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Senate bill proposes improved workforce data collection to curb teacher shortages



Dive Brief:

  • The Supporting Teaching and Learning Through Better Data Act, introduced Wednesday by Sen. Tim Kaine, D-Va., and co-sponsored by Sen. Jack Reed, D-R.I., proposes the establishment of a grant program to help state education agencies improve data gathering and spot inequities in teacher hiring and retention. 
  • The bill would require the National Center for Education Statistics to facilitate a study on currently available educator workforce data collections. It would also commission a report that would include proposals for a data system that could be “integrated and analyzed for regular tracking and projections of educator supply, demand, shortages and distribution” across regional, state and national levels. 
  • The bill would also allow officials to point out gaps in current federal data resources, including teacher workforce qualifications and credentials and the number of teachers who have received federal grants. 

Dive Insight:

As teacher shortages remain a persistent concern, both state education leaders and federal officials have called attention to the lack of comprehensive, sweeping data at the local, state and national level to truly gauge and address the issue.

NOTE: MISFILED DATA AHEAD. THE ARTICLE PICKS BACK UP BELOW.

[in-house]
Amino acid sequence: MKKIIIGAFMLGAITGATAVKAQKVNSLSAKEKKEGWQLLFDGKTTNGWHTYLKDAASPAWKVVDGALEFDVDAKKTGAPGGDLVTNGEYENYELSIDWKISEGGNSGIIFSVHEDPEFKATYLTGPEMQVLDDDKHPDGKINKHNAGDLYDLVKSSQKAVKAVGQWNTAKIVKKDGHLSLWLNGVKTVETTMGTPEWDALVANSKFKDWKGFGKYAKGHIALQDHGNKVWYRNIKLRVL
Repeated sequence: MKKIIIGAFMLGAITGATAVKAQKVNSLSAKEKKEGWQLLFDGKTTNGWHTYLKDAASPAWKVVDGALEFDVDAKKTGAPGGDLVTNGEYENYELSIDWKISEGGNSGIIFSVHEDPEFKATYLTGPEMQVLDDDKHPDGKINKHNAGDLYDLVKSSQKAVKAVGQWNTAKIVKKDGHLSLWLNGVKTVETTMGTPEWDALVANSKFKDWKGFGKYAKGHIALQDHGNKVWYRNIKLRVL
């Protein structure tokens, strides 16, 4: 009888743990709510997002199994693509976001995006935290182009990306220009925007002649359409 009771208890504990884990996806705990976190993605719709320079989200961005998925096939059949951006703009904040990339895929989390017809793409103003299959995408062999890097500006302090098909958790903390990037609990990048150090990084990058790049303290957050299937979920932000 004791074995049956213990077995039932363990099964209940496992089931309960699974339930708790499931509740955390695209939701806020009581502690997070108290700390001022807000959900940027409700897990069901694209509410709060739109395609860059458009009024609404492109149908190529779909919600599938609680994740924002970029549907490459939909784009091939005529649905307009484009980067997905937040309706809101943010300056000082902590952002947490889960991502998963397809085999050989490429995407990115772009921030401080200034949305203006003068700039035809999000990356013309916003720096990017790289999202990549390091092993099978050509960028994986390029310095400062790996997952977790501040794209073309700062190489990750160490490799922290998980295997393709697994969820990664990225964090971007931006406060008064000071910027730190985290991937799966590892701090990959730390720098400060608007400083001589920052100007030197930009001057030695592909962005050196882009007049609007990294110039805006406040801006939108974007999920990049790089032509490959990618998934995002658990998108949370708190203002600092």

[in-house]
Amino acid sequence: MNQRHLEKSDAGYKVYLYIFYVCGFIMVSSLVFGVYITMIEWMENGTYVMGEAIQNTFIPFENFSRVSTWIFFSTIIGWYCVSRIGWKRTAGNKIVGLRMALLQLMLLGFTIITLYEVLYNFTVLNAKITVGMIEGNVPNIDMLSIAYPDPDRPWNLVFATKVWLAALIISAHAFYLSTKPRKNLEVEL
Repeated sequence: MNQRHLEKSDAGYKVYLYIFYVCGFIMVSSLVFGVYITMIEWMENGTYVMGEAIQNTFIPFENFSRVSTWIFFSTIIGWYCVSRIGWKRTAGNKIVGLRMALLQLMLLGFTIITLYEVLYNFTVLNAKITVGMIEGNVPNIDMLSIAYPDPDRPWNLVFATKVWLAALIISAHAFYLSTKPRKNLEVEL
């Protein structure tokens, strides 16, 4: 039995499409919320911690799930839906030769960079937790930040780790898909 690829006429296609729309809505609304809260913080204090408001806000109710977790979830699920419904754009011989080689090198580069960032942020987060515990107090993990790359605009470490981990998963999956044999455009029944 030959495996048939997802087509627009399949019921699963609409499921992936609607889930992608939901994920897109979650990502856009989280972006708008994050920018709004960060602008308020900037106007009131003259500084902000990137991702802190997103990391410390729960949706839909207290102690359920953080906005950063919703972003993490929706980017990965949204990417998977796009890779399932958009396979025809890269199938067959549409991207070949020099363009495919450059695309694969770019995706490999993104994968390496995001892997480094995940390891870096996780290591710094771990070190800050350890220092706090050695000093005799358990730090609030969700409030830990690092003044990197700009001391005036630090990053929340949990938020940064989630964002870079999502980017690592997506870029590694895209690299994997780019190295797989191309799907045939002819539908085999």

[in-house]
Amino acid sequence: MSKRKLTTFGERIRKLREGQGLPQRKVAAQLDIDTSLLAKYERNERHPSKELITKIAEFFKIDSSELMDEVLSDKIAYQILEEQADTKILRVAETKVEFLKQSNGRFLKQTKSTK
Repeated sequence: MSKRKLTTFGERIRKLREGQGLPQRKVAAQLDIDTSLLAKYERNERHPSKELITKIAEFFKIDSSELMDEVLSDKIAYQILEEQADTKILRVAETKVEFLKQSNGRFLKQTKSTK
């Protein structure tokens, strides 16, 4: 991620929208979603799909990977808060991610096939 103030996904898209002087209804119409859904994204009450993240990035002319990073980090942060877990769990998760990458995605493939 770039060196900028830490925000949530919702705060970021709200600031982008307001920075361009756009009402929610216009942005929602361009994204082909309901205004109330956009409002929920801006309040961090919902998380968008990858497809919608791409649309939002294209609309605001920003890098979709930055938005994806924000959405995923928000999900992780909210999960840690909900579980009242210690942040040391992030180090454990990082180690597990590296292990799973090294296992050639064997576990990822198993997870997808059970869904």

In August, state education officials from Indiana and Nevada shared in a webinar held by the Education Commission of the States how more data about the supply and demand of teachers would help identify and remove barriers to recruitment and retention.

A U.S. Government Accountability Office report released in October said the U.S. Department of Education needs data that actually measures the performance and milestones for its five strategies aimed at improving the teaching profession. 

Those five goals, introduced last summer, are aimed at “supporting and elevating the teaching profession,” according to the Education Department. They include:

  • Investing in a diverse teacher pipeline.
  • Supporting teachers in earning an initial or additional certification for high-demand areas.
  • Helping teachers pay off student loans.
  • Providing teachers and students with resources needed to succeed.
  • Creating opportunities for teacher advancement and leadership.

However, more recently, some researchers are beginning to predict the teacher shortage will not be as pressing in just a few years as districts are expected to scale back hiring as federal emergency funds deplete in fall 2024 and enrollment stagnates.  

Advocates and teacher unions, on the other hand, have long pushed for additional resources and positions in schools as students’ needs have grown more complex coming out of the COVID-19 pandemic, during which a majority of schools had to pivot to remote instruction until they could resume in-person learning.

Amid the ongoing debates about the mere existence of teacher shortages, Kaine’s bill was crafted to address concerns around what data suggests is actually going on with educator recruitment and retention.

“It’s critical that policymakers and school districts have up-to-date information to better understand what’s contributing to our nation’s teacher shortages and how we can tackle this problem,” Kaine said in a statement.

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